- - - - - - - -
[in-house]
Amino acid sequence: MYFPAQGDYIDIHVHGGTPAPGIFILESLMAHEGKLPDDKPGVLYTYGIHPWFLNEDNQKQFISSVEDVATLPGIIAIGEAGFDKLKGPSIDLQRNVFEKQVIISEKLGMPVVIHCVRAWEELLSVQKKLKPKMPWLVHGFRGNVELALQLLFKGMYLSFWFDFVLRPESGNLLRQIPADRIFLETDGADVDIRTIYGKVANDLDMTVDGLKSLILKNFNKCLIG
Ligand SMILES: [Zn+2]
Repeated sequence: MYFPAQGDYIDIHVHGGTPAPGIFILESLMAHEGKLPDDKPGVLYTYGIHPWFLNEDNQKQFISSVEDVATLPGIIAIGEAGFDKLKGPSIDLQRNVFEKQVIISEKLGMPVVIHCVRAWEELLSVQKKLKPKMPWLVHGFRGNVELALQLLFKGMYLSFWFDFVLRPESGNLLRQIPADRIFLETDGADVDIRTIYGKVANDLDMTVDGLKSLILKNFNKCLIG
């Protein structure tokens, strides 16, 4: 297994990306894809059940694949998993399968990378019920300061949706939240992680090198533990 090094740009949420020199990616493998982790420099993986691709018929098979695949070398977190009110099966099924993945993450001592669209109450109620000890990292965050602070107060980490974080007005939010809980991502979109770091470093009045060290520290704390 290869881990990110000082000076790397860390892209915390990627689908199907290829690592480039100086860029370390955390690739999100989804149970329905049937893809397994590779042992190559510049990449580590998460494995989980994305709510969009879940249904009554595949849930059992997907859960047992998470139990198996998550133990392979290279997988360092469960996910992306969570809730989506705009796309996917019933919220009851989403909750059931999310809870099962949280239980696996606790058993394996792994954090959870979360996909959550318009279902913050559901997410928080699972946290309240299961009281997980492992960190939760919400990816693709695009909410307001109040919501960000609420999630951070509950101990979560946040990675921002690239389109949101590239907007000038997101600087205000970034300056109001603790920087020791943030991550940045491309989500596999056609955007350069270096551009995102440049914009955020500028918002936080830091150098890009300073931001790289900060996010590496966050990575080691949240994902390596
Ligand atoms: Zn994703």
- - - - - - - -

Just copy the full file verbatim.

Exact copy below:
[in-house]
Amino acid sequence: MYFPAQGDYIDIHVHGGTPAPGIFILESLMAHEGKLPDDKPGVLYTYGIHPWFLNEDNQKQFISSVEDVATLPGIIAIGEAGFDKLKGPSIDLQRNVFEKQVIISEKLGMPVVIHCVRAWEELLSVQKKLKPKMPWLVHGFRGNVELALQLLFKGMYLSFWFDFVLRPESGNLLRQIPADRIFLETDGADVDIRTIYGKVANDLDMTVDGLKSLILKNFNKCLIG
Ligand SMILES: [Zn+2]
Repeated sequence: MYFPAQGDYIDIHVHGGTPAPGIFILESLMAHEGKLPDDKPGVLYTYGIHPWFLNEDNQKQFISSVEDVATLPGIIAIGEAGFDKLKGPSIDLQRNVFEKQVIISEKLGMPVVIHCVRAWEELLSVQKKLKPKMPWLVHGFRGNVELALQLLFKGMYLSFWFDFVLRPESGNLLRQIPADRIFLETDGADVDIRTIYGKVANDLDMTVDGLKSLILKNFNKCLIG
């Protein structure tokens, strides 16, 4: 297994990306894809059940694949998993399968990378019920300061949706939240992680090198533990 090094740009949420020199990616493998982790420099993986691709018929098979695949070398977190009110099966099924993945993450001592669209109450109620000890990292965050602070107060980490974080007005939010809980991502979109770091470093009045060290520290704390 290869881990990110000082000076790397860390892209915390990627689908199907290829690592480039100086860029370390955390690739999100989804149970329905049937893809397994590779042992190559510049990449580590998460494995989980994305709510969009879940249904009554595949849930059992997907859960047992998470139990198996998550133990392979290279997988360092469960996910992306969570809730989506705009796309996917019933919220009851989403909750059931999310809870099962949280239980696996606790058993394996792994954090959870979360996909959550318009279902913050559901997410928080699972946290309240299961009281997980492992960190939760919400990816693709695009909410307001109040919501960000609420999630951070509950101990979560946040990675921002690239389109949101590239907007000038997101600087205000970034300056109001603790920087020791943030991550940045491309989500596999056609955007350069270096551009995102440049914009955020500028918002936080830091150098890009300073931001790289900060996010590496966050990575080691949240994902390596
Ligand atoms: Zn994703």